Out-of-band QSO

Discussion in 'Ham Radio Discussions' started by K5KTD, Jul 18, 2021.

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  1. WA9SVD

    WA9SVD Ham Member QRZ Page

    Maybe those individuals are in the wrong place. Perhaps, being unwilling to know, and apply "good engineering practices," and thus follow §Part 97, they would be more comfortable elsewhere, where equipment DOES the thinking for them.
    W0FS likes this.
  2. W4NNF

    W4NNF XML Subscriber QRZ Page

    I don't know what the impetus of the MARS mods, so called, is. But I'd guess it has more to do with the letters "C" and "B" than with being so foolish as to mess around on public safety frequencies. On the other hand, CBers are a vanishing breed, so I wouldn't think there would be enough of them left to account for for the continuing talk about and desire to do these mods (or more usually, to have someone more technically skilled do them for them).

    Maybe there are thousands of MARS members out there I just don't know about... :confused:
    WA9SVD likes this.
  3. W4NNF

    W4NNF XML Subscriber QRZ Page

    Maybe that's the way it is in your country. Here? We have not fallen nearly--nearly--so far. And if we ever do, it's not time for "channelization," but time for the last of us to turn off the lights and lock the door on the way out.

    Of course, the other side of it is that the ham radio you "remember" never existed anywhere. ;)
  4. KI4POT

    KI4POT Ham Member QRZ Page

    That's exactly what it is. I know a new ham who was all hot and bothered to get the MARS mod on his new transceiver exactly for that mythical "emergency". Ok dood. o_O

    WA9SVD likes this.
  5. N3HGB

    N3HGB Ham Member QRZ Page

    They are correct. You can do ANYTHING in an emergency. You can jump on fire, police, aircraft, marine, Army, Navy, mall cops, or the FBI frequencies plus anything else you can think of. Totally legal - assuming that emergency involves someone about to die. Flat tires, out of gas, lost without a GPS, and so on don't even come remotely close to qualifying.
    WA9SVD likes this.
  6. N3HGB

    N3HGB Ham Member QRZ Page

    Some of it is CBers*. Some of it is people using radios in airplanes for aircraft HF. Some of it is people using radios in boats for marine HF. Some of it is pirate radio broadcasters. Some of it is enabling bands not programmed into the radio when it was new like 60 meters. Some of it is people that like to do things because they can. Some of it is radios made that way from the factory. Some of it is a "reverse" mod to get a marine rig onto the ham bands, some of the older ones needed a mod for that. Some of it is for transverters that need an out-of-ham-band input. Some of it is cheap 3rd world governments doing whatever. I suspect a good portion of hams now with modded rigs bought them used already modified and may not have done it themselves if it was new.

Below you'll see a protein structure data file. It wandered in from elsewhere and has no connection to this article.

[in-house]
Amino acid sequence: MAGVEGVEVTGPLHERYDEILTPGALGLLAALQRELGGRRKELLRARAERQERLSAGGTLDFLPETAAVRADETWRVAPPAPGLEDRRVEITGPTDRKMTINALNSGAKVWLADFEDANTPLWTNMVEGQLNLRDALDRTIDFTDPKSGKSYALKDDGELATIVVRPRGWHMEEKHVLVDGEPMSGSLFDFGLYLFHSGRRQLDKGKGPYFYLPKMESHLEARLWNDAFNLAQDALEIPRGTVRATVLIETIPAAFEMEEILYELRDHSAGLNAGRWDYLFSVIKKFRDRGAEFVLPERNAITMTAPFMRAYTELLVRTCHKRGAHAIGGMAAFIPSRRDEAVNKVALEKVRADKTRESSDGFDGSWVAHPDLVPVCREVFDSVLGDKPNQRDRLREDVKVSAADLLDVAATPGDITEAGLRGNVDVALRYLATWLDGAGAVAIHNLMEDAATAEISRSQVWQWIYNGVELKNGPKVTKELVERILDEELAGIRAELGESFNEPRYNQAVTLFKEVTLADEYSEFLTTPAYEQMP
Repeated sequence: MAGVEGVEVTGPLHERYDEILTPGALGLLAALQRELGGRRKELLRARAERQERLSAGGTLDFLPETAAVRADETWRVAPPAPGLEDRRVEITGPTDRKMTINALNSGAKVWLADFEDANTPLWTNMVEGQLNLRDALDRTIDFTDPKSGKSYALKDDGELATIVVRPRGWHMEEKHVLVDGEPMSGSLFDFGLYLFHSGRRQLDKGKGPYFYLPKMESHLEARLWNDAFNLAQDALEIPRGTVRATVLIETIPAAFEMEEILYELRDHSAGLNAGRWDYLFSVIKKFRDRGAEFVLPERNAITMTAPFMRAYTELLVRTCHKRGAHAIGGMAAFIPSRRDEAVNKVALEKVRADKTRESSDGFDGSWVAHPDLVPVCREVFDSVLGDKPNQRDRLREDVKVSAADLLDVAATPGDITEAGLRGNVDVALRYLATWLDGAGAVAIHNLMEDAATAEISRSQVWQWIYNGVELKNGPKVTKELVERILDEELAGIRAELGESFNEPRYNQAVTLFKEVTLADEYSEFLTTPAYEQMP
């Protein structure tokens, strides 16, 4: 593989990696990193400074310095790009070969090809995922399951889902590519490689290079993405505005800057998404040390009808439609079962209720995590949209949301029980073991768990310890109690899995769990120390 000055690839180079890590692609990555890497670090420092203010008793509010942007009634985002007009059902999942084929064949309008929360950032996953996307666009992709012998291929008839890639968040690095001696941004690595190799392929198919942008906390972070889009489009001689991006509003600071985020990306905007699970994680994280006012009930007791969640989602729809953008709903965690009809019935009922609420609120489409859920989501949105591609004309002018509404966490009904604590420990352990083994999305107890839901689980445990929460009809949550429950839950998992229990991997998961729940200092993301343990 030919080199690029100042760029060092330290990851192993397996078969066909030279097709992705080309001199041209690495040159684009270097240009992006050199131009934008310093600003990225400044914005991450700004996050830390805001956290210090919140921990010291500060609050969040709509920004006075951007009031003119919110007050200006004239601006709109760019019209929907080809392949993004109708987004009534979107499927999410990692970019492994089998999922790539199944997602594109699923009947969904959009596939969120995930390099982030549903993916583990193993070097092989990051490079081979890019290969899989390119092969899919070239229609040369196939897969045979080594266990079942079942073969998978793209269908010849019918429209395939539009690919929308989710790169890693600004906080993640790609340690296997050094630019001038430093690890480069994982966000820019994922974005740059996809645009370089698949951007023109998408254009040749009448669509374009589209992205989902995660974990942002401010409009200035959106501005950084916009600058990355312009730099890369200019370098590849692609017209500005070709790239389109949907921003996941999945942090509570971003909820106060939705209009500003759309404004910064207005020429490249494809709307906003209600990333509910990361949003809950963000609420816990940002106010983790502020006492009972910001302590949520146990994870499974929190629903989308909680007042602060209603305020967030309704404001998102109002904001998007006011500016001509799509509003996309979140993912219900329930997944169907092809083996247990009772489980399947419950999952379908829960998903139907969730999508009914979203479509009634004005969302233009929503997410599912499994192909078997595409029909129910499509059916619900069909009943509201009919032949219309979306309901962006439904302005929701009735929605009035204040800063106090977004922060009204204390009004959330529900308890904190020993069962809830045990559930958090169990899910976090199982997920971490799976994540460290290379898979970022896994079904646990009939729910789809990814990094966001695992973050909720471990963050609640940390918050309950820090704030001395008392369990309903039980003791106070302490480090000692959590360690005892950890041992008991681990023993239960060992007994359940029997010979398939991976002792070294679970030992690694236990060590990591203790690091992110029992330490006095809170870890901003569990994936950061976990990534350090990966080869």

* maybe more accurately called freebanders, since they are frequently above channel 40 and below 10 meters. Actually if they want to run AM on official CB channels, I am 99% sure a decent legal CB would sound better than most ham rigs anyway :rolleyes:
  7. N5AF

    N5AF Premium Subscriber QRZ Page

    Vanishing breed? I think hams are the vanishing breed if the image linked below is any indication.

    11 & 10 meters side-by-side during a really good band opening across CONUS back in May.


    KI5WW likes this.
  8. N3HGB

    N3HGB Ham Member QRZ Page

    Planning is key to this. Ask him WHAT emergency and WHO he was planning on calling ;)
    WA9SVD likes this.
  9. WA1GXC

    WA1GXC Ham Member QRZ Page

    This is Net Control, Irony Central Net, check-in with your full callsign---

    Every time anyone around here expresses displeasure, exasperation, or sheer exhaustion with the lack of standards, knowledge or judgement exhibited
    on Amateur HF radio, he or she is summarily sucker-punched with, "Who appointed you King of ham radio?" "Stop being a mean, dyspeptic old guy",
    "Go find a hobby where you aren't a policeman."
    And so here we are. You asked for it, and now you've got it in spades. The unintentionally comic fix for ignorant-on-the-air is to electronically lock-out
    equipment functionality; "Lock the rig--Take the keys--Don't help a good boy go bad." Someone in good faith suggested manufacturers' band-markers
    on a waterfall display.

    Dude and Dudette can't operate the radio properly; lock it out , channelize it, firm-ware the transmit AGC to 6.7 so the SSB-SC signal doesn't splatter
    past ham-nominal 5.0 kHz bandwidth up-and-down 40m now. "How's my audio?" "Your audio is excellent--excellent. You sound just like KISS-107"

    See, the real irony is that the root of the problem is not coming from newcomers jumping-in from some mythically-powerful radio service of days-gone-
    by. It's coming from mythically-powerful Amateur Radio operators of three or ten or forty years' experience. From hams who never took the time or effort
    to learn it right back then and who are polluting the airwaves with their ham radio-progeny who model and mimic their technique, style, and gaffes
    we've now normalized as baseline.

    There will come a time [not far away] as I noted in a recent discussion, when the Federal Communications Commission will deem Amateur Radio so far
    gone that it's essentially unmanageable, and not worth managing with Federal resources on a cost-versus-benefit basis . Just like that other radio
    service so many of y'all love to hate.

    Wake up. You've overslept by 10 years. How the rest of the day goes is completely up to you.

    "The fault, dear Brutus, is not in our stars, but in ourselves."

    N2EY likes this.
  10. AG5CK

    AG5CK Premium Subscriber QRZ Page

    That's exactly my point. I'm a bit sarcastic.

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